Akhil Sharma in the Wall Street Journal:
Probably more than most architects, one sees Mr. Gehry’s buildings–buildings that have been described as resembling ruffling sails or looking like they are melting–and has a sense that there is a single personality behind them.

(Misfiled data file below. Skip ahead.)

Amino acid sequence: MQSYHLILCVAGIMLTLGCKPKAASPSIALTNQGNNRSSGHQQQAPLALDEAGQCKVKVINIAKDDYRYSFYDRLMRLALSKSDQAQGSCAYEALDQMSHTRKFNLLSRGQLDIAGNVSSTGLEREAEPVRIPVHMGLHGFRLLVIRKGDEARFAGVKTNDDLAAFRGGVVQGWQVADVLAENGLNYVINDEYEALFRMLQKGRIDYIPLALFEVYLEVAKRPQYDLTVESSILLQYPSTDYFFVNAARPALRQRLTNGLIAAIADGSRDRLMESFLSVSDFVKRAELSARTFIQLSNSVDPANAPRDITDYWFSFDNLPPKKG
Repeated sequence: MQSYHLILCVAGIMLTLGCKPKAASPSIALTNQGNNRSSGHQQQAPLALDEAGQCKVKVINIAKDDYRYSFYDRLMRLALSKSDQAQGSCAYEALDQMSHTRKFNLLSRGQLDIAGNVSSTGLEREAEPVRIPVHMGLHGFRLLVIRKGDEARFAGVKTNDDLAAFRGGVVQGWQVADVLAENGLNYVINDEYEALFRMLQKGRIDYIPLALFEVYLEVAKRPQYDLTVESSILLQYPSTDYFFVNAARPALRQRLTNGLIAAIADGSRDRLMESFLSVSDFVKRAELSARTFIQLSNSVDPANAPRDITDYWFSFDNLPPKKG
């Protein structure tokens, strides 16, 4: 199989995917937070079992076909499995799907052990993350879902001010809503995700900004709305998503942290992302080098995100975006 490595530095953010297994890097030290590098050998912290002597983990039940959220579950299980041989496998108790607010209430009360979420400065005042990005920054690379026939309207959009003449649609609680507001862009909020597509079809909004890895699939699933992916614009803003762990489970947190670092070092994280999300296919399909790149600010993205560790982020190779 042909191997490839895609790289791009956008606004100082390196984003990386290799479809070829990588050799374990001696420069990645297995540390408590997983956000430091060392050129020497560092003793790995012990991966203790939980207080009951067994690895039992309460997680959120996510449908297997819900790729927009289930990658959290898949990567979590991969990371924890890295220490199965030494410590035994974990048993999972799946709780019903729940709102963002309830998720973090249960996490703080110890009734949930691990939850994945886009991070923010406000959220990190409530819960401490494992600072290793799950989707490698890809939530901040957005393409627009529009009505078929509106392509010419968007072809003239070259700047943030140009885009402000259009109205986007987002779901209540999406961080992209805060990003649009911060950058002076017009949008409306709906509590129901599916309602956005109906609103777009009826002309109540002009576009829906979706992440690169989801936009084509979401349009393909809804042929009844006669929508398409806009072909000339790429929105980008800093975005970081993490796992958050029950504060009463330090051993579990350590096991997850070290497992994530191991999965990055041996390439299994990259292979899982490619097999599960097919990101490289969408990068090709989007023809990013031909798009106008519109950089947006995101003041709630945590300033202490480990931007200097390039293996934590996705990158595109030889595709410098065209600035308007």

“I don’t know why people hire architects and then tell them what to do,” Mr. Gehry says. “Architects have to become parental. They have to learn to be parental.” By this he means that an architect has to listen to his client but also remain firm about what the architect knows best, the aesthetics of a building. This, Mr. Gehry says, is what makes an architect relevant in the process that leads to a completed building. “I think a lot of my colleagues lose it, lose that relevance in the spirit of serving their client, so that no matter what, they are serving the client. Even if the building they produce, that they think serves the client, doesn’t really serve the client because it’s not very good.”